Hollow Earth

DIY For Beginners Series - Introduction

alex | 05 October, 2012 14:00

I'm starting a new post series which is meant to provide some information on building DIY effects for people who have never built one before, but are considering to do so or for people who have already started and want to do the next step.

Although I'm going to link all related posts below, you may also show all posts of this category by clicking the category on the "categories" section - maybe I forget to link a new, mind blasting post ;-)

I'm going to update the posts in this category every time I think I got new, useful information. I'm not an electronics expert, but I've built already several effects and like to share some of the knowledge I gathered since I started.

You may use the information on your own risk! If you find any errors, please leave a comment in the appropriate post! You may also suggests new topics you're interested in by leaving a comment below in this post.

OK, got it. But how to start?


Best way in my opinion is to buy a kit. Start with a simple one - few electronical parts, few wiring. Ensure that the delivered documentation is well done - most kit selling shops provide the documentation for download, so you can take a look at it before buying anything. For example, check out the kits sold on www.tonepad.com (english) or www.uk-electronic.de (german). Often the kits are labelled like "Beginner", "Advanced", "Hero" or similar.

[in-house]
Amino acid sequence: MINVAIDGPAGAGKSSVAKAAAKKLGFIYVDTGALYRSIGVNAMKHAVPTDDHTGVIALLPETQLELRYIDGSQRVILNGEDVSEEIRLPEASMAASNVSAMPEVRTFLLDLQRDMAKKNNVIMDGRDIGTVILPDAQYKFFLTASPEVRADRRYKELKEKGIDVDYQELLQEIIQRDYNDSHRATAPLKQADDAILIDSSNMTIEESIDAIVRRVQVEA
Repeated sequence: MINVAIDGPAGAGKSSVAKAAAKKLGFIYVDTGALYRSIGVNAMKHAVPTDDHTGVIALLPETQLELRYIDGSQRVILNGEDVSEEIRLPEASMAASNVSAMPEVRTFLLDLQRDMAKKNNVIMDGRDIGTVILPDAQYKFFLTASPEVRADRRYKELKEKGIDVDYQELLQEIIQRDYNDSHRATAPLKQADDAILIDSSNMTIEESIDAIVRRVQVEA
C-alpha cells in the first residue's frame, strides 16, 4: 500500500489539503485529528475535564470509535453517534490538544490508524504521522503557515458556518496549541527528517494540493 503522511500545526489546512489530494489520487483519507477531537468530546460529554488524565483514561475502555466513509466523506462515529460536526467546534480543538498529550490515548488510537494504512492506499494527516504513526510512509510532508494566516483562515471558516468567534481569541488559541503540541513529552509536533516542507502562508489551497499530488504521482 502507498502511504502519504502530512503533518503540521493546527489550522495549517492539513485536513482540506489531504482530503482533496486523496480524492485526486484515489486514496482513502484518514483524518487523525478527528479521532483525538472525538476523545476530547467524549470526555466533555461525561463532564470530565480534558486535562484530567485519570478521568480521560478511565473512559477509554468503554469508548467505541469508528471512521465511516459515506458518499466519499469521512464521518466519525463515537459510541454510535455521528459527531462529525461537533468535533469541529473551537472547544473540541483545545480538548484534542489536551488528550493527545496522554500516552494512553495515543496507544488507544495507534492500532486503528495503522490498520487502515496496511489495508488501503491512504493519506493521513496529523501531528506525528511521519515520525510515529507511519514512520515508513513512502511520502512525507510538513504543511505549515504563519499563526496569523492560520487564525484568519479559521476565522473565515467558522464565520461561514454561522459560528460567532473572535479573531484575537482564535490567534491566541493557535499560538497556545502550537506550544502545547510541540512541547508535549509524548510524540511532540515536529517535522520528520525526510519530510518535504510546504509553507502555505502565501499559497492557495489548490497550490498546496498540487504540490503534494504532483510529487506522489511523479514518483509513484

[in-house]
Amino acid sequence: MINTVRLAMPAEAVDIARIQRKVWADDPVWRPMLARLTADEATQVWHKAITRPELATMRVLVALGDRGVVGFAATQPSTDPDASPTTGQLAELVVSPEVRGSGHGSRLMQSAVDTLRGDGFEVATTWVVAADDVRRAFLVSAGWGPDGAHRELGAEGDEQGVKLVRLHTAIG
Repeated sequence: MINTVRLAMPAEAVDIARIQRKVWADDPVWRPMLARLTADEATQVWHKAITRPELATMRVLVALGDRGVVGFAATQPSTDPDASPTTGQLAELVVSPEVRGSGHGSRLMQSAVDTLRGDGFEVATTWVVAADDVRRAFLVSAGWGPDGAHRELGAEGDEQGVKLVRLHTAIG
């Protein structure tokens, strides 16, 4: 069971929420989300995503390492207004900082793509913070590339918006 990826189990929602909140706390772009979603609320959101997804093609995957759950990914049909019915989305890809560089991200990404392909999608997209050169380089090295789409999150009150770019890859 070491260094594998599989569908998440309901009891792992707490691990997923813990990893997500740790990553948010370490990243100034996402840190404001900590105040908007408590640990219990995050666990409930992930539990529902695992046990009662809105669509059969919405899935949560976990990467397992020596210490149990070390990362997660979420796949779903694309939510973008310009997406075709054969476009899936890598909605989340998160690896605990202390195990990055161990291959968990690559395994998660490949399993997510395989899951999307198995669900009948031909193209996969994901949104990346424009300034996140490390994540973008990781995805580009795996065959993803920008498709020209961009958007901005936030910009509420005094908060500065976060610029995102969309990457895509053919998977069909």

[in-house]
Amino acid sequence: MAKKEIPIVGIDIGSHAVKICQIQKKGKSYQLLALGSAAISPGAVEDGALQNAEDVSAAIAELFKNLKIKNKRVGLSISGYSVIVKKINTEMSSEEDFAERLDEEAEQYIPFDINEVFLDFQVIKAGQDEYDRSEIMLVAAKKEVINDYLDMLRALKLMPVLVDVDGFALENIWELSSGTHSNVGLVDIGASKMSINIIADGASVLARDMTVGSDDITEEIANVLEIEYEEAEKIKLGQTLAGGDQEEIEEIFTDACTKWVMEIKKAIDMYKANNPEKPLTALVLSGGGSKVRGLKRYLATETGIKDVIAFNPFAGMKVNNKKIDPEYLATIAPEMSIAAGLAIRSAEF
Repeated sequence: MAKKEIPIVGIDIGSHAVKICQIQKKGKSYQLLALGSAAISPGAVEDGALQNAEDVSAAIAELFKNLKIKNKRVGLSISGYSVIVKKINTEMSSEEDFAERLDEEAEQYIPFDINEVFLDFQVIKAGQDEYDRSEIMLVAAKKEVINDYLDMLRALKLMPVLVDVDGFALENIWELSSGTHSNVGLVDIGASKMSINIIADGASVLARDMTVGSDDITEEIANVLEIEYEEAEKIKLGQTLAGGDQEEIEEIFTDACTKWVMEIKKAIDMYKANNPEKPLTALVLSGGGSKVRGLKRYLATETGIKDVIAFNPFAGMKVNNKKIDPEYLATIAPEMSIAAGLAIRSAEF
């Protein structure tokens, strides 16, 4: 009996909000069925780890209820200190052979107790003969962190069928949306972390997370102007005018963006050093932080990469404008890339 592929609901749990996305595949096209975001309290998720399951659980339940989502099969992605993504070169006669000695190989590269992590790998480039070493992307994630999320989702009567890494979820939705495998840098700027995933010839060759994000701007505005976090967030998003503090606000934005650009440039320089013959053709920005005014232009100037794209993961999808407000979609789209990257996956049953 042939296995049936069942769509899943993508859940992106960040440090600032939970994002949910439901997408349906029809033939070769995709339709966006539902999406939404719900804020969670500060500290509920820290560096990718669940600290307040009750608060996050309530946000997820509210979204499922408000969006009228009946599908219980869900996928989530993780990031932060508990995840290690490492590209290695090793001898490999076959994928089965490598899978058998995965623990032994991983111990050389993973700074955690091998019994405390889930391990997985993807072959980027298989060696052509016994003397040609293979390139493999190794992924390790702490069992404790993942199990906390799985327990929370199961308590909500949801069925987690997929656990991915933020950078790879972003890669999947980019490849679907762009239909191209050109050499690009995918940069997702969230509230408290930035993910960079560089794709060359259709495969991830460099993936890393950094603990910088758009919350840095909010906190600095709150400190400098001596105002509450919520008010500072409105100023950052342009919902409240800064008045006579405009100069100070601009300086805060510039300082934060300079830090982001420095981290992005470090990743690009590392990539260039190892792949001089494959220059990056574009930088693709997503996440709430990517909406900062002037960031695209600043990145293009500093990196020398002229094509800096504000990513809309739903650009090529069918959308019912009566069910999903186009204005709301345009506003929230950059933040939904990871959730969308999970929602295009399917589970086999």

Once you obtained a kit start RTFM! (for those who don't know the abbreviation: Read-The-Fucking-Manual!) Yes, Do It. Take a look at the PCB mounting and wiring images. Make sure you understand the mounting directions of every electronic component - especially diodes, transistors, elcos and ICs.

Then you can start soldering. Don't hurry. Think before placing an element, there's nothing worse than having to unsolder misplaced components. Don't overheat the components, some are sensitive to heat and may be damaged, e.g. elcos, transistors. Always start with the lowest components - usually diodes and resistors - and get on with the next higher components - long elcos and transistors at the end. Last thing you solder to the PCB are the wires.

After finishing the PCB, fit the electromechanical components into the case and do the wiring of the pots, switches, etc. Again: Think! before soldering. Check the polarity of the power source components - a few circuits may not be safe to wrong polarity.

All this may or may not prevent you from making mistakes. If your stombox does not work, don't panic! First, check the wiring again, then the components on the PCB. About 90% percent of the errors I made have been located in the wiring.

And my last advice for today: Keep cool & have fun! 


Here are the other posts from "DIY For Beginners":



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